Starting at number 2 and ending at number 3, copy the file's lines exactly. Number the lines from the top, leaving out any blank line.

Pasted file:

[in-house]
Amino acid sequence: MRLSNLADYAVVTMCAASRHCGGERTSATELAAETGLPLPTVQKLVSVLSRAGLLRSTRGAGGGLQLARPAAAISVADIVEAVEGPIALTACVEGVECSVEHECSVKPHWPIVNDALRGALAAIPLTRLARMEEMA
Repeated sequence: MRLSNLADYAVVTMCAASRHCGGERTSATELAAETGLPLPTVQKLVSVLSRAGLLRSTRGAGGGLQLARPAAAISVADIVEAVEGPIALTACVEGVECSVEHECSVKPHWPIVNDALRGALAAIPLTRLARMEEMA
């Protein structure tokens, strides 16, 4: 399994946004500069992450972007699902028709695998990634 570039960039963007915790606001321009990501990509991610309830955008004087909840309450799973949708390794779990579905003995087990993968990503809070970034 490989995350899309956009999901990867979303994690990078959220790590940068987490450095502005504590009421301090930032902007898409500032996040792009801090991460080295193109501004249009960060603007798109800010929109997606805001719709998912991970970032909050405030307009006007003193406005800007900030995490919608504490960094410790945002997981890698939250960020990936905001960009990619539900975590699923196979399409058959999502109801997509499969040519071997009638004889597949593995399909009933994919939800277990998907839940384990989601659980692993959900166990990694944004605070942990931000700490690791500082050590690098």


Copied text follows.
Amino acid sequence: MRLSNLADYAVVTMCAASRHCGGERTSATELAAETGLPLPTVQKLVSVLSRAGLLRSTRGAGGGLQLARPAAAISVADIVEAVEGPIALTACVEGVECSVEHECSVKPHWPIVNDALRGALAAIPLTRLARMEEMA
Repeated sequence: MRLSNLADYAVVTMCAASRHCGGERTSATELAAETGLPLPTVQKLVSVLSRAGLLRSTRGAGGGLQLARPAAAISVADIVEAVEGPIALTACVEGVECSVEHECSVKPHWPIVNDALRGALAAIPLTRLARMEEMA